April 07, 2011, 9:57 AM — All four of the major wireless carriers are now selling the 4G phones that they had promised at the Consumer Electronics Show in January. The new phones are designed to take advantage of the faster data speeds offered by the next-generation networks the carriers have been spending megabucks to build (and advertise) over the past year.
In total, four such phones have come to market so far: the HTC ThunderBolt (the first phone designed to run on Verizon's 4G LTE network), the Samsung Galaxy S 4G from T-Mobile, the Motorola Atrix 4G from AT&T, and the HTC EVO Shift 4G from Sprint.
The phones have arrived with a considerable amount of hype from the companies selling them. Verizon, for instance, says that its ThunderBolt has "immense power, scorching speed." T-Mobile claims that its Galaxy S 4G is "the fastest phone running on America's largest 4G network." And Motorola, which makes the Atrix for AT&T, insists that its device is "the world's most powerful smartphone."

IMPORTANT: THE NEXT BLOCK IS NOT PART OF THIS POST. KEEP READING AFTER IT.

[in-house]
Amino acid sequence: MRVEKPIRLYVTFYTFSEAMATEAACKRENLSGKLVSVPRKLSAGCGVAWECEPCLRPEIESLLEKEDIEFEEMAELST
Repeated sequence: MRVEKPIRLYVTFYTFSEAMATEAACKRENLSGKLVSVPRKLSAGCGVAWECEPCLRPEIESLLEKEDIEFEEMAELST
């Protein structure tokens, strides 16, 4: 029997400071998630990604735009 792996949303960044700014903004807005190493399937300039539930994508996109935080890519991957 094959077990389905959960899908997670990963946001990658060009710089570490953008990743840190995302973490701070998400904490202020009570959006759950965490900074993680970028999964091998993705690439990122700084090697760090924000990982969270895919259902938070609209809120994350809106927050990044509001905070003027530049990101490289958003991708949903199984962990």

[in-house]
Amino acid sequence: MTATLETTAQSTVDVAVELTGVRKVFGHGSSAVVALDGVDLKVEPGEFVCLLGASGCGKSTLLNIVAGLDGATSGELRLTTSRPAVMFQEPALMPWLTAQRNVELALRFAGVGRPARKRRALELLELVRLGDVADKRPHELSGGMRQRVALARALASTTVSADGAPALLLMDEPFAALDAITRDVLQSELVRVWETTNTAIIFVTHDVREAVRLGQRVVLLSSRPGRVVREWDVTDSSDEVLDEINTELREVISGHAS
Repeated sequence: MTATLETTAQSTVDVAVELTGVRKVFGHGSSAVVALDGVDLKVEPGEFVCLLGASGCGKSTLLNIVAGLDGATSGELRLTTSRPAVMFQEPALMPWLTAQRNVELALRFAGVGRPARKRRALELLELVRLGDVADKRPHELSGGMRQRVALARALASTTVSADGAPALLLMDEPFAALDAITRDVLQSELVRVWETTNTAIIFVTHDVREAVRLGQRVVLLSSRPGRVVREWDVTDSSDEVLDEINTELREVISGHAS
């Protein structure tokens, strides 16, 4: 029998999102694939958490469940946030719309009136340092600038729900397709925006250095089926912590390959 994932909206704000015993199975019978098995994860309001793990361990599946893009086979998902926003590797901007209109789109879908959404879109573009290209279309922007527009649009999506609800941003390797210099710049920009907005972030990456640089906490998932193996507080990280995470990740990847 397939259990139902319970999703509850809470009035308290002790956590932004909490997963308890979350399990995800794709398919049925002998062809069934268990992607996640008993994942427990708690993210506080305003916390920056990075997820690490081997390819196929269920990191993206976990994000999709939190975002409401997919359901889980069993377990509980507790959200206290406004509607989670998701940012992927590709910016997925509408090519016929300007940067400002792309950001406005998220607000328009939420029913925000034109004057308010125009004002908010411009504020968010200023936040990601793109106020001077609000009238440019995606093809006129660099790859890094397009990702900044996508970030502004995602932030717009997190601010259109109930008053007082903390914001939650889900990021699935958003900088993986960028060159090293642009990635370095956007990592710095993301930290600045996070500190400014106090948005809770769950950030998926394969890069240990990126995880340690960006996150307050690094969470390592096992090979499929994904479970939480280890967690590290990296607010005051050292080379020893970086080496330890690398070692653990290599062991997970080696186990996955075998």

Naturally, we wanted to know how fast these phones really are, so we hit the road to speed-test them in five cities around the western United States: Seattle, San Francisco, San Jose, Los Angeles, and Las Vegas.
In a nutshell: Verizon's ThunderBolt is in a league of its own, averaging 18.30 megabits per second for downloads and 7.39 mbps for uploads. T-Mobile's Samsung Galaxy S 4G turned in a solid performance, clocking average speeds that looked 4G-like (3.38 mbps for downloads, 1.13 mbps for uploads). AT&T's Motorola Atrix 4G, on the other hand, produced speeds that were consistently 3G-like, while Sprint's EVO Shift 4G seemed able to hook up with the carrier's 4G WiMax network all too infrequently.